Get 20M+ Full-Text Papers For Less Than $1.50/day. Start a 14-Day Trial for You or Your Team.

Learn More →

Assigning Patents to Industries: Tests of the Yale Technology Concordance

Assigning Patents to Industries: Tests of the Yale Technology Concordance We describe a method to predict patent counts disaggregated by industry, using available data on patenting by technology field. This method—the Yale Technology Concordance (YTC)—exploits a data set of patents that have been individually assigned by the Canadian Patent Office to both an industry and a technology field. The procedure for predicting patents by industry is developed as a statistical model so that the standard errors of the predictions can be estimated. The YTC is tested on several subsets of Canadian patents by comparing out-of-sample predictions with industry assignments made by the Canadian Patent Office. We find that the predictions of patents by industry are quite accurate for the subset of patents form US inventors. The prediction errors are much greater for the subset of patents granted or published after 1989. This suggests that the relationship between the technology fields and industries has shifted in a way that the procedure does not capture. Nonetheless, predictions from the YTC do appear to give a reasonably accurate picture of the pattern of patenting by industry. http://www.deepdyve.com/assets/images/DeepDyve-Logo-lg.png Economic Systems Research Taylor & Francis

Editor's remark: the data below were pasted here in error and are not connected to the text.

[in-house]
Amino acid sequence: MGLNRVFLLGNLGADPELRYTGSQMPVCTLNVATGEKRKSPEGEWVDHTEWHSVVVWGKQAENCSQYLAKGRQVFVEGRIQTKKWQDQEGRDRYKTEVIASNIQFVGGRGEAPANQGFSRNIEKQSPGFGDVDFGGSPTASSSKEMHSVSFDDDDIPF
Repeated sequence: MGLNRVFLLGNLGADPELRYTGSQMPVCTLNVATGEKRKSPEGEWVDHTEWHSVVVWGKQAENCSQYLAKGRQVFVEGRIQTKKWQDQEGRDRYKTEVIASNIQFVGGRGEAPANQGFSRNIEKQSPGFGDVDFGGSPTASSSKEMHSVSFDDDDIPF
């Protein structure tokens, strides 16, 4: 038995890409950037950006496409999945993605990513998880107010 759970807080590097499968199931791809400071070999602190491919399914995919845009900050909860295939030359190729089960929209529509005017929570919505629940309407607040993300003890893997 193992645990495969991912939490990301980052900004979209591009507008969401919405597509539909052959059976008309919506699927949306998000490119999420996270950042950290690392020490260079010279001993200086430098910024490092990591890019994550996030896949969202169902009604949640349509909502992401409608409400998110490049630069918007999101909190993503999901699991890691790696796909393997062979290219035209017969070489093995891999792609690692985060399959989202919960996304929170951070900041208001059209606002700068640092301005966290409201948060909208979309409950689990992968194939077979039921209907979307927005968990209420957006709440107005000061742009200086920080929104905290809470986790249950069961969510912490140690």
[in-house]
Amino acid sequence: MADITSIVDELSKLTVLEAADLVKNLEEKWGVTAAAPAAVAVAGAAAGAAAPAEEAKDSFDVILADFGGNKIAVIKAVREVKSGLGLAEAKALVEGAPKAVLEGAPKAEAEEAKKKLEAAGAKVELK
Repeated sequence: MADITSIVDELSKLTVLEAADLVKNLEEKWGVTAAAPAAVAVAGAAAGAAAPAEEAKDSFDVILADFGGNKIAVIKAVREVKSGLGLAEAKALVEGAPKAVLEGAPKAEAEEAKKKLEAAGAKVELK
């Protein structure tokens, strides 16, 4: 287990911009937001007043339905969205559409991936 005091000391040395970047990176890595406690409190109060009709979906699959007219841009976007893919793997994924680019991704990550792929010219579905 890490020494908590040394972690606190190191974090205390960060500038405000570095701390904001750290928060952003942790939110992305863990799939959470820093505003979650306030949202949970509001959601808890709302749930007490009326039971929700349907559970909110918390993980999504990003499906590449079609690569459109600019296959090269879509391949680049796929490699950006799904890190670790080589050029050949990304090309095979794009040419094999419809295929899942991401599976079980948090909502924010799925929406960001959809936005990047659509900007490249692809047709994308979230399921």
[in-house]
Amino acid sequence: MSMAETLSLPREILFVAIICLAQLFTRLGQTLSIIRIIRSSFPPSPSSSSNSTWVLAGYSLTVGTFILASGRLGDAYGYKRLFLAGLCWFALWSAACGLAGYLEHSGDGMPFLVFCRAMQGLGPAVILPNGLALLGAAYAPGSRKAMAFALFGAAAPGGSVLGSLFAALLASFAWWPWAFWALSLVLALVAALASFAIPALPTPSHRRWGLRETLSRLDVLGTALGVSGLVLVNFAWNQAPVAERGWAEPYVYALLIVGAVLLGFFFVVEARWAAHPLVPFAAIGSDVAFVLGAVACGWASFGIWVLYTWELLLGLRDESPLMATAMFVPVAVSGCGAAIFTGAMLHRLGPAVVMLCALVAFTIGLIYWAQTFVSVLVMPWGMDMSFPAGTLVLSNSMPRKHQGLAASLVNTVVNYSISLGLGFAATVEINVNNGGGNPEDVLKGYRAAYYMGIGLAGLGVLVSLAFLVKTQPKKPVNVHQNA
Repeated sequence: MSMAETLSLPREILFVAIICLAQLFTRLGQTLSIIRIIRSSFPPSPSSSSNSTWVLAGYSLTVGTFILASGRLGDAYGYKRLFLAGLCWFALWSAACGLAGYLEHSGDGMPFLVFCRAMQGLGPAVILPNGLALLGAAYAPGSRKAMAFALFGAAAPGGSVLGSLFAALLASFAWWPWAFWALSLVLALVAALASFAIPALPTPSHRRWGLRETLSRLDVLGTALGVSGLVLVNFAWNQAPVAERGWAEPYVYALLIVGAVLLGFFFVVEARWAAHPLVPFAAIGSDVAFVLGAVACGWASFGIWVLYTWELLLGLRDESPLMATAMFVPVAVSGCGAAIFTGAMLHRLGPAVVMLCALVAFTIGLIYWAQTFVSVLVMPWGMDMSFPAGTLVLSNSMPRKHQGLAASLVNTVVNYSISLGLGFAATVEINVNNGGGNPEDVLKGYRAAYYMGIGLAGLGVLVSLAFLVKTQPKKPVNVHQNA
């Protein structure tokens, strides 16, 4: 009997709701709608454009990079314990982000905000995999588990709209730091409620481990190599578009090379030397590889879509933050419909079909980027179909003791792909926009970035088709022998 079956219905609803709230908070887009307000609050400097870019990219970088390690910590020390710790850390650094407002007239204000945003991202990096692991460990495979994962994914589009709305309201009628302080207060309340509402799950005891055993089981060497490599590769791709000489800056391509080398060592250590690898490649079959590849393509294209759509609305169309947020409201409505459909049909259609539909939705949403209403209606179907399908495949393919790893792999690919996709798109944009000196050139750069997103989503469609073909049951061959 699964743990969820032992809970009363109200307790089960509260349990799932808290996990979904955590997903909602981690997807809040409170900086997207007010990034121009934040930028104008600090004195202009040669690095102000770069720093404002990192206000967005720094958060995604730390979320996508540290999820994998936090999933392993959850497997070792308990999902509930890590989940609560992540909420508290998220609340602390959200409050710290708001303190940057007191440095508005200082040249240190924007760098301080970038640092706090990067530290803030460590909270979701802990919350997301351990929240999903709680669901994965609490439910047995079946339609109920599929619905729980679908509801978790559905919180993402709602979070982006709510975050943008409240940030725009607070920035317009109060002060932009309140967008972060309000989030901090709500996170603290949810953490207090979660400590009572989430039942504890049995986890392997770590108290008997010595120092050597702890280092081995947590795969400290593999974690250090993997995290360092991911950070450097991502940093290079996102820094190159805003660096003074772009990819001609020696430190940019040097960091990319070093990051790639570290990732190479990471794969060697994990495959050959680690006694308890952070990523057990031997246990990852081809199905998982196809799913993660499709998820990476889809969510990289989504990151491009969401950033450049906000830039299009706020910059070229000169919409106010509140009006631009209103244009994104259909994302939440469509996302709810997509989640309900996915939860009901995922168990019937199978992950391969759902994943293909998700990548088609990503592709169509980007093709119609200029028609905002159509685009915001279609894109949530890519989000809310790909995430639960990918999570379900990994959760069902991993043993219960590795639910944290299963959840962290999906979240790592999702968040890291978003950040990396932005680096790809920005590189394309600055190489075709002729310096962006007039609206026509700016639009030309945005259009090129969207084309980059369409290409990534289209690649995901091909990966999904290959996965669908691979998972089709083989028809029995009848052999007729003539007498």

Assigning Patents to Industries: Tests of the Yale Technology Concordance

Economic Systems Research , Volume 9 (2): 16 – Jun 1, 1997
15 pages

Loading next page...
 
/lp/taylor-francis/assigning-patents-to-industries-tests-of-the-yale-technology-B0uKz8aW20

References (8)

Publisher
Taylor & Francis
Copyright
Copyright Taylor & Francis Group, LLC
ISSN
1469-5758
eISSN
0953-5314
DOI
10.1080/09535319700000011
Publisher site
See Article on Publisher Site

Abstract

We describe a method to predict patent counts disaggregated by industry, using available data on patenting by technology field. This method—the Yale Technology Concordance (YTC)—exploits a data set of patents that have been individually assigned by the Canadian Patent Office to both an industry and a technology field. The procedure for predicting patents by industry is developed as a statistical model so that the standard errors of the predictions can be estimated. The YTC is tested on several subsets of Canadian patents by comparing out-of-sample predictions with industry assignments made by the Canadian Patent Office. We find that the predictions of patents by industry are quite accurate for the subset of patents form US inventors. The prediction errors are much greater for the subset of patents granted or published after 1989. This suggests that the relationship between the technology fields and industries has shifted in a way that the procedure does not capture. Nonetheless, predictions from the YTC do appear to give a reasonably accurate picture of the pattern of patenting by industry.

Journal

Economic Systems ResearchTaylor & Francis

Published: Jun 1, 1997

Keywords: Patents; Yale Technology Concordance; industry classzjication; Canada

There are no references for this article.